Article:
Wildlife refuge


A wetland of international importance, a safe haven for water birds.

Bolgheri marshes

The history of the Padule di Bolgheri is linked to the story of Marquis Mario Incisa della Rocchetta, a far - sighted naturalist who, in 1959, transformed part of the family property into a wildlife refuge for migrating birds and other animals. The newborn Wildlife Refuge Padule di Bolgheri, named after him, was later formalized by the World Wide Fund for Nature (WWF) and legitimized by a visit of Prince Philip, Duke of Edinburgh, in 1965. In the same year, Mario Incisa was appointed President of the Italian WWF. In his last years, he held this position in an honorary form until his death in 1983. Since then, Bolgheri has preserved all the scenic beauty and biodiversity which is typical of the medium-high Tuscan Maremma.


A freshwater swamp

The Bolgheri Wildlife Refuge is a rare example of a well-preserved coastal and dunes environment along the Tuscan coast. The most important part is linked to the presence of a seasonal wetland, fed exclusively by the autumn and winter rains, as it cannot rely on the water supply of a tributary. It consists of 80 hectares of freshwater marshland, surrounded by 440 hectares of flooded woodland, wet meadows, uncultivated land, pastures, and crops.

The flora and the fauna


The Wildlife Refuge protects flooded woods of ash trees, which are now very rare in Tuscany, vast wet meadows, coastal woods (Tombolo), the dune and the sandy shore. There are also areas used for extensive cultivation (cereals and fodder) and extensive natural meadows and pastures for rearing cattle and resting horses at the end of their careers.
The succession of naturally connected but extraordinarily diverse habitats allow a great variety of plants and animals to be observed, particularly birds, of which there are over 250 species.

Water drainage in the maremma between the end of the eighteenth century and nineteenth century

Between the end of the eighteenth century and the nineteenth century, various land drainage systems were adopted for the coastal area from Vada to Bolgheri.

It was in 1789 when, in the Royal Tuscan city of Cecina, the Grand Duke of Tuscany Pietro Leopoldo carried out land drainage with the idea of reviving a village by the sea, putting an end to an unhealthy stench and reactivating agriculture, the arts and trade. The Grand Duke also ensured that the seafront along the Via dei Cavalleggeri was cleared. This project was interrupted by the death of the Marquisate of Carlo Ginori.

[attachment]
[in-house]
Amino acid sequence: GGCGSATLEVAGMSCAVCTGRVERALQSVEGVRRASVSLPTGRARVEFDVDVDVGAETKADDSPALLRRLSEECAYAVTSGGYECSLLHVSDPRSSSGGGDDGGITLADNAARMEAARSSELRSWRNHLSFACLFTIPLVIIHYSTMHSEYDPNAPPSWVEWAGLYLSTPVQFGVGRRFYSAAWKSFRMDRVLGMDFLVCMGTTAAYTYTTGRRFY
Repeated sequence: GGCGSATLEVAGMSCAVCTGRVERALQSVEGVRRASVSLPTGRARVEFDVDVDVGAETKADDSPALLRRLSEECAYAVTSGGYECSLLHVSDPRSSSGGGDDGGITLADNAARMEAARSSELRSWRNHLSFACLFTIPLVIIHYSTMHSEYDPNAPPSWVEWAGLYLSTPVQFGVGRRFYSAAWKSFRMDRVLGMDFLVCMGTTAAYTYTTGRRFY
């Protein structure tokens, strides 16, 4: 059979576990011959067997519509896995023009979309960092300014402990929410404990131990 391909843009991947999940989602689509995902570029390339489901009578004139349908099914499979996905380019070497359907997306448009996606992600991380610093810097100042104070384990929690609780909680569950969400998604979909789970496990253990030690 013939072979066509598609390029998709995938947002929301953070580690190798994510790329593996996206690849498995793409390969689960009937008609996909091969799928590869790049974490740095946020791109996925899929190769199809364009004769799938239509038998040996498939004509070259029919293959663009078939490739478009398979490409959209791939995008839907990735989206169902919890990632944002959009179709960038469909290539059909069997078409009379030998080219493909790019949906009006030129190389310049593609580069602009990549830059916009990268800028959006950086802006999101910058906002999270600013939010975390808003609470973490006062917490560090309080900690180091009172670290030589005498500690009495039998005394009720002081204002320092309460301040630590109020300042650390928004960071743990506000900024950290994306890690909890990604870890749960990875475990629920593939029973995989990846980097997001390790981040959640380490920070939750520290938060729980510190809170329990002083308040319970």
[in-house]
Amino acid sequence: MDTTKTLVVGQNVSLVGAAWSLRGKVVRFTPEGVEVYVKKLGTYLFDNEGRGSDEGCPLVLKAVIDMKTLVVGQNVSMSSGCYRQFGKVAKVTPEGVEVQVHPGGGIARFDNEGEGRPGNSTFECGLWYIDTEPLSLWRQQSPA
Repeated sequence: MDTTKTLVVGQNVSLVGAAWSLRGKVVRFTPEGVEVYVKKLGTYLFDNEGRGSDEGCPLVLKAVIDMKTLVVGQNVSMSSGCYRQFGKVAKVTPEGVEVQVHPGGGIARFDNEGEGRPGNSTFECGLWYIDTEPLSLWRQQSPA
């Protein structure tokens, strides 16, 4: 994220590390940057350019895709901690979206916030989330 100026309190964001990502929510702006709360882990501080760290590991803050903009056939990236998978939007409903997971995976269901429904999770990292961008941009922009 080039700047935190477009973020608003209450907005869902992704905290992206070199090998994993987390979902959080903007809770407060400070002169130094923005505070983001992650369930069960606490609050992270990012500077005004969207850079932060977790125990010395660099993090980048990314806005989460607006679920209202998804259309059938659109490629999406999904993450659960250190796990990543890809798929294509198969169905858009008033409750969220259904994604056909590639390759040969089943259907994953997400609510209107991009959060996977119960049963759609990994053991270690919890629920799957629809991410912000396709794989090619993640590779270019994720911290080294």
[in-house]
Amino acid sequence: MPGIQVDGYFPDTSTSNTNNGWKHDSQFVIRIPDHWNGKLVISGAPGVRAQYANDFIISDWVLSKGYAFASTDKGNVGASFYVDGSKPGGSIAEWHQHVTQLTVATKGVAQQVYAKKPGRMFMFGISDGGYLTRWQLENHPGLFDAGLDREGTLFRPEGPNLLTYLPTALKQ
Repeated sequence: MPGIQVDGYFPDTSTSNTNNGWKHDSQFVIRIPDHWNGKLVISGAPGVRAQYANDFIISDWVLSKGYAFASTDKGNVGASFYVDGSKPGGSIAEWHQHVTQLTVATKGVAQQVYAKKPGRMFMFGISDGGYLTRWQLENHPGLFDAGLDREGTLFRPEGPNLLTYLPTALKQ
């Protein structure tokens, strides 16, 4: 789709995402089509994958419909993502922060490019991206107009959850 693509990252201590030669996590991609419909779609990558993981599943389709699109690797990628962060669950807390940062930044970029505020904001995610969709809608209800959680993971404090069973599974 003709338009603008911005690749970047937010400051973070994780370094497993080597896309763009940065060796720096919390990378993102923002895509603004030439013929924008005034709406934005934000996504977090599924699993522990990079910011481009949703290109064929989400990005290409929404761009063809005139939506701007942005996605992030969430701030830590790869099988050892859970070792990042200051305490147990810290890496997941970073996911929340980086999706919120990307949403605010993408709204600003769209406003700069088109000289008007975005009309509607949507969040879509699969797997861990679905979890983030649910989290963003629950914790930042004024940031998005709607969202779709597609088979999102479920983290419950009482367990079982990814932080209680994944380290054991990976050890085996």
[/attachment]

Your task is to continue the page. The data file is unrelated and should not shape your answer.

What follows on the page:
Pietro Leopoldo's attempt was initially abandoned, however resumed in 1828 by the Grand Duke of Tuscany Leopoldo II. The new needs of the Royal Cecina Estate made it necessary to divide the Maremma into estates, definitively defeat the malaria plague and repopulate the area. A coastal forest of stone pines was also planted to obtain pine nuts and resin, precious goods for trade.

The contiguous but extraordinarily different habitats of the wildlife refuge padule di Bolgheri

Inhabited by a great variety of animals.

In the fields and pastures, it is easy to observe herons in close contact with cows and horses, as well as hares, wild boar, roe, and fallow deer, which are clearly visible in the open spaces. Especially in the spring, in the sky, the unmistakable singing flights of the skylark, as well as swifts, sea jays, hoopoes, and numerous other species. Among the reptiles, there is an important population of marsh tortoises.
Wild boars, porcupine, beech martens, dormice, hedgehogs and foxes find refuge in the tangled scrubland. In the refuge they carry out important rodent control activities, as well as preying on sick animals or destroying carcasses. The recent arrival of the wolf helps to balance the animal population.

The white stork


Overlooking the pastures, on the platform installed on an electric pole, a pair of white storks have been nesting since 2008, returning to breed in this area after an absence of about 200 years: Ciocco and Duna.
The pair consists of a wild male and a female born in a breeding centre, recognisable by the presence of a metal ring on their leg. Up to the breeding season of 2021, a total of 40 chicks were born, all of which happily fledged. The nest is renovated every year and is a real "condominium", as many pairs of Italian sparrows nest in the tangle of branches.

Care and maintenance

The laws of nature

Taking care of the Wildlife Refuge requires a strong passion for nature and knowing how to listen to it, as well as a profound competence in the field. Numerous maintenance works are carried out, from the construction and maintenance of bridges across the canals, to the restoration of areas that have suffered damage due to the season, to the scrupulous preparation of environments that can accommodate animals, for example the storks' nest, to the observation and monitoring of animal species and flowers.
The coastal tombolo ends at the edge of the beach and is one of the most intact and best preserved on the entire Tuscan coast. Along the 2.3 km stretch of beach in front of the marsh, the waste brought in by the sea is removed manually, while the wood and seagrass 'banquettes' deposited during sea storms are kept on the beach to prevent erosion. This wild environment is the nesting place of the extremely rare Kentish plover (Charadrius alexandrinus), one of the most threatened birds in the Mediterranean.